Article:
While most people think of mosquitoes as just annoying pests, they can do a lot more than just leave an itchy bite! Biting insects, including mosquitoes, can carry many diseases and cause thousands to get sick and possibly die each year. It is important to know how to protect yourself and what you are protecting yourself from to stay safe!
Diseases Cause By Biting Insects
- West Nile Virus – Almost 40,000 people in the US have been reported with West Nile since 1999, and more than 1600 have died. Though anyone can get it, there is a higher risk of complications for anyone over 50 years old. This disease is carried by at least 62 mosquito species.
- Dengue Fever – Dengue Fever is a serious disease carried by mosquitoes. Unless treated, Dengue Fever will cause Dengue Hemorrhagic Fever, resulting in permanent disabilities or death of the victim. Due to world travel, it may soon become worse than Malaria world-wide.
- Malaria – There are anywhere from 350 to 500 million cases of Malaria world-wide every year. Symptoms of Malaria include fevers, chills, headache, muscle ache and malaise. In severe cases, the symptoms can worse and even result in death, especially in children.
- Lyme Disease – Lyme disease is a bacteria infection spread by ticks. Because ticks can be unnoticed for several days, the longer they bite, the higher risk of passing the disease. Early symptoms of Lyme disease is a pink or red rash that looks like a bull’s-eye on a dart board. There may also be flu-like symptoms. Untreated infections can lead to muscle pain, joint pain and neurological symptoms such as temporary paralysis of the face. In late stages it can cause symptoms similar to fibromyalgia or chronic fatigue syndrome.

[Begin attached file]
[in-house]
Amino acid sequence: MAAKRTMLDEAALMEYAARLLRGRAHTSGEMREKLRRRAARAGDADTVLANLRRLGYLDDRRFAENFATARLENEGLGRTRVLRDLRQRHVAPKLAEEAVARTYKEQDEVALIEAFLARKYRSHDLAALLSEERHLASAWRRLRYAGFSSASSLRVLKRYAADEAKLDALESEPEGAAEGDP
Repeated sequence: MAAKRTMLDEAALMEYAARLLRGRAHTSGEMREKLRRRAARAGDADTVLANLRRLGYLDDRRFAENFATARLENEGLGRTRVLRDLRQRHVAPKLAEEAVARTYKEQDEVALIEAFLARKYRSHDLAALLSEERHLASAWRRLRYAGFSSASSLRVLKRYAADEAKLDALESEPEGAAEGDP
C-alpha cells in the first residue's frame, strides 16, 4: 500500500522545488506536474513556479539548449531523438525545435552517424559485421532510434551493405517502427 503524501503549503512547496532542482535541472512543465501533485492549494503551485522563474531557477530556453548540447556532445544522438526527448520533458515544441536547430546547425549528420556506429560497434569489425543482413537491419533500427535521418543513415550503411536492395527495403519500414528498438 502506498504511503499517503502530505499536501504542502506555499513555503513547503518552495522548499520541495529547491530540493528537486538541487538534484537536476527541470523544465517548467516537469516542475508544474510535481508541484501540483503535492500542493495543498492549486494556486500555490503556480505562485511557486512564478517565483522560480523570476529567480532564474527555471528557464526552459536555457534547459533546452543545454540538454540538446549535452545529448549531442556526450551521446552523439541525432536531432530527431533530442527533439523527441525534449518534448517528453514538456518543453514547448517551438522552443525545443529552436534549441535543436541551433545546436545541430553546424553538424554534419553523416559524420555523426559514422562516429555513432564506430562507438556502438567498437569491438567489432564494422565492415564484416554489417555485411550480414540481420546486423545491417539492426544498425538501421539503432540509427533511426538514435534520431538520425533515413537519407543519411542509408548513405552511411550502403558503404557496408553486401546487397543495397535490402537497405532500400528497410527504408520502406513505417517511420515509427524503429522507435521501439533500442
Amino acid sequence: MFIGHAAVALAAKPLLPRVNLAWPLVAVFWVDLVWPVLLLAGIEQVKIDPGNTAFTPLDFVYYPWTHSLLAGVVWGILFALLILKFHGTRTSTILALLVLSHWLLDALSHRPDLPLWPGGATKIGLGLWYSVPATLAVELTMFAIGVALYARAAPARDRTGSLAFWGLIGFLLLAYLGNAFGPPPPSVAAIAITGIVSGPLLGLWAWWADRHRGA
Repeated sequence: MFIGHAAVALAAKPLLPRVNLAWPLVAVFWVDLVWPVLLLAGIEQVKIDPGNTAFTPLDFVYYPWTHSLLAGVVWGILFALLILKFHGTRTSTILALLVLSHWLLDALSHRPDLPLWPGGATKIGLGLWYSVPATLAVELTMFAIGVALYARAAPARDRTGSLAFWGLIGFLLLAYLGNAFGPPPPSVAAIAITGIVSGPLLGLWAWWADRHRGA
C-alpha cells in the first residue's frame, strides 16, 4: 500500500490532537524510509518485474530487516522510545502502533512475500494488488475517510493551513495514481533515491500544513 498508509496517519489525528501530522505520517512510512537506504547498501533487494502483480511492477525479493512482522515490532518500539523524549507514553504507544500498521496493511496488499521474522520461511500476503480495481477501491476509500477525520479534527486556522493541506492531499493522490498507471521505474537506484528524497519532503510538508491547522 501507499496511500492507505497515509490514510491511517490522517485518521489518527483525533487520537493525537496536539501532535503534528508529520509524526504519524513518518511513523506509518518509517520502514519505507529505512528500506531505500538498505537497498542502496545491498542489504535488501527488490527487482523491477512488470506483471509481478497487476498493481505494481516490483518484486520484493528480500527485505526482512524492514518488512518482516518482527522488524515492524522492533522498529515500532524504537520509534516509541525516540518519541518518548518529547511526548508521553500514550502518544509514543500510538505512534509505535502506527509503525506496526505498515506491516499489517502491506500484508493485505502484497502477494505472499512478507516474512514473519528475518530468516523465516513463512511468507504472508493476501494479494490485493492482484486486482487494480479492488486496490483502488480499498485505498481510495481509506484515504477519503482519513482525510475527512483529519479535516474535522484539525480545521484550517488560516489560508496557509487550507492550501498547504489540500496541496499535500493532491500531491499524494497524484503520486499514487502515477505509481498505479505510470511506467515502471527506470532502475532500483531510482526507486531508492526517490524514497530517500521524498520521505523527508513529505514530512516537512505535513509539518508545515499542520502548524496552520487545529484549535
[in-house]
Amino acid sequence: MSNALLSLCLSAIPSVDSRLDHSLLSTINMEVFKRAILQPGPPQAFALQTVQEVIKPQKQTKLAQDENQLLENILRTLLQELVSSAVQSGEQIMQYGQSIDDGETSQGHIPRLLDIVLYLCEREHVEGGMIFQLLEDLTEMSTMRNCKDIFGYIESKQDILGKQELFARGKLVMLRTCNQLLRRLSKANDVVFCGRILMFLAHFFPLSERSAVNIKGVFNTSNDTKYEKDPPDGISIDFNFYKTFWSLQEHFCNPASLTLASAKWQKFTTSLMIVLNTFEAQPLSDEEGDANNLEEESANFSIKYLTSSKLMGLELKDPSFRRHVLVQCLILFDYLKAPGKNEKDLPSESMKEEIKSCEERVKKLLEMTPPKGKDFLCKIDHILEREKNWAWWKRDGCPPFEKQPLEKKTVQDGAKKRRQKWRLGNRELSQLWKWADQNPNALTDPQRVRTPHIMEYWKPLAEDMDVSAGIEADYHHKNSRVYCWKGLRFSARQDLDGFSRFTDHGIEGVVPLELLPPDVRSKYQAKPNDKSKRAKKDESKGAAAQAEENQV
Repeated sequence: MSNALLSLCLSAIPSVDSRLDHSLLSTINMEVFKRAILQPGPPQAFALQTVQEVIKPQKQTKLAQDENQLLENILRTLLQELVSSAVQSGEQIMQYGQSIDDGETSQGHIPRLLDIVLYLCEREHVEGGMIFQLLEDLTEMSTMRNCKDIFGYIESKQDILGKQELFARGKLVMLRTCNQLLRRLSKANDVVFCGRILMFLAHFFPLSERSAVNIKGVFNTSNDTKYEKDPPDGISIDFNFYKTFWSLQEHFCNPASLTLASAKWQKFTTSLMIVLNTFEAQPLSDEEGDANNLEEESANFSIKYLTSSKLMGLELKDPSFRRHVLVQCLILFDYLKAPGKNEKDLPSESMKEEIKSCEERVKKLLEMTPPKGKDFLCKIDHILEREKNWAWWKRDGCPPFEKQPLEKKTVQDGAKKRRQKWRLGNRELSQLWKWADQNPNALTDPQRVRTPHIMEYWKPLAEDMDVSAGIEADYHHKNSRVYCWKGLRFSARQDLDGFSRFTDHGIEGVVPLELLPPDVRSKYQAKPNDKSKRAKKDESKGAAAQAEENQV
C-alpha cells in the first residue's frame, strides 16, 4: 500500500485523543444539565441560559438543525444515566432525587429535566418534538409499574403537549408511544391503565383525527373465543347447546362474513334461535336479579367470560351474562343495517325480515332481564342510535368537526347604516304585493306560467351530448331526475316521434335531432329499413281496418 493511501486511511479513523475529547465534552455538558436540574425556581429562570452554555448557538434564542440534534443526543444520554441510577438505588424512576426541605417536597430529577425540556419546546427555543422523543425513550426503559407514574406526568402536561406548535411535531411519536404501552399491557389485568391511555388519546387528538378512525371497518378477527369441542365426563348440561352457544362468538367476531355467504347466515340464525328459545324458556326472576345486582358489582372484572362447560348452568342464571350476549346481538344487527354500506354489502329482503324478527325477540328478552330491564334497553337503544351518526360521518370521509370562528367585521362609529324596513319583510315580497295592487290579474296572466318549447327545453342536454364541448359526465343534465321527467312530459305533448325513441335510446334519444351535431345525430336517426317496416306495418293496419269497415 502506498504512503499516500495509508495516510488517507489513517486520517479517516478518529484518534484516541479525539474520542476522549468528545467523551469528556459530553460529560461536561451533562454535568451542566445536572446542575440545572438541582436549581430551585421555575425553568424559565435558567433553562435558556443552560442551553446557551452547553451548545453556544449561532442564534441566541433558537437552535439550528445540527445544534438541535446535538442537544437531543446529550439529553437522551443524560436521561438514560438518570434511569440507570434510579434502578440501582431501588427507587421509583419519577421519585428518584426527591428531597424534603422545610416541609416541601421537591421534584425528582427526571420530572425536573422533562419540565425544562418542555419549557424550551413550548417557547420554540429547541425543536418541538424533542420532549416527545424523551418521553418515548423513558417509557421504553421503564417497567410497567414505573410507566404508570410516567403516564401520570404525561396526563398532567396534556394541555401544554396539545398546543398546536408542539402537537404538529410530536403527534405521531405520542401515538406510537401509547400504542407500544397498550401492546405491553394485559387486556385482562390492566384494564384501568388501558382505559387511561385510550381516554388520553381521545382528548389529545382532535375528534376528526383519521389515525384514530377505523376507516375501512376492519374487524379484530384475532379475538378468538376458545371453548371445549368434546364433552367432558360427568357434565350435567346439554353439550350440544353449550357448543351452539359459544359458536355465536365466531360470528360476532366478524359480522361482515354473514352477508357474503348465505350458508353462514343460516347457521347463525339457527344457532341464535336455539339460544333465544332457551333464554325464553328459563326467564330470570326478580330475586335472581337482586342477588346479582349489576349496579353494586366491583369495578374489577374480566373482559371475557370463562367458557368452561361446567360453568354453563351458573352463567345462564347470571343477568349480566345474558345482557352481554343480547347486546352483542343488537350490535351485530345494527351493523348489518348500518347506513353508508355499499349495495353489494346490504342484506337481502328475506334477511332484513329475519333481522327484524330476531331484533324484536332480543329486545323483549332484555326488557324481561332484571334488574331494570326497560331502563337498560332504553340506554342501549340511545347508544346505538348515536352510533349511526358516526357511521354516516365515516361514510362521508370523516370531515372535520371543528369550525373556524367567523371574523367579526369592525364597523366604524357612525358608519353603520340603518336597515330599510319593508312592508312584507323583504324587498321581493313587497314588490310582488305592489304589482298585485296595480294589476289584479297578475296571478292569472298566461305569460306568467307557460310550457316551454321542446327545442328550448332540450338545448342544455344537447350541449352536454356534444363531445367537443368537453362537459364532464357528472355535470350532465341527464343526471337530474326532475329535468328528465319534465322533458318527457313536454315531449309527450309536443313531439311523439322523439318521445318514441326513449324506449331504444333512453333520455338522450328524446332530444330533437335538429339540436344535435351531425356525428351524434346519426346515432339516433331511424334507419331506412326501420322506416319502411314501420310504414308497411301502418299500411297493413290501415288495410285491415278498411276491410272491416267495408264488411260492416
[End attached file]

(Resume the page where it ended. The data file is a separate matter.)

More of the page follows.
- Typhus Fever – Typhus fever is transmitted by ticks and fleas. It can cause fever, severe headache and skin rash.
How to Protect Yourself
There are many ways to protect yourself from biting insects. Using a combination of the below methods will best help protect you.
- Insect Repellent on Skin and Clothing – Whether a short trip outside or a hike in the woods, it is important to always use insect repellent. Look for repellant with active ingredients of DEET, picaridin, IR3535 or plant-based oil of lemon eucalyptus(OLE) or PMD. The EPA has a list of Insect Repellents and their Effectiveness to help you find the right repellent.
- Other Insect Repellants – Citronella candles can help repel mosquitoes from a certain location. There are also insect traps that will attract and kill mosquitoes and other flying insects. Some trap small areas while others can trap up to an acre.
- Mosquito-Proof Your Property – Remove objects that collect water, such as non-draining flower pots, bird baths, wheelbarrows and buckets. Clean clogged cutters which can contain standing water. Fill in ditches and low areas that collect water after rainfall. Fill in hollow logs. Repair damaged screens, cracks and leaks in your home to prevent intruders and use bug lights that are less attractive to bugs. Keep swimming pools clean.
- Wear Appropriate Clothing – Wearing long sleeved shirts and pants, boots and hats can help reduce skin exposure and reduce the chance of being bit. Tucking in shirts into pants, pants into sicks and closed-toed shoes can also help.
- Peak Insect Times – Although mosquitoes bite at any time, there are certain seasons and hours they are more active. Mosquito activity beings when the temperature reaches 50 degrees and their volume increases as the temperature increases. When the temperatures start to drop below 50 degrees, they being to die off or hibernate. The first frost is usually a good sign to end of mosquito season.In Texas and Louisiana, Mosquito season begins in Early February or March. In Kansas and Missouri, mosquito season begins in early April. Mosquitoes also bite more often between dusk and dawn, so limiting your evening activities outside can help prevent bites.
Be safe this summer and protect yourself! If you suspect and insect bite and have any symptoms, call your doctor immediately!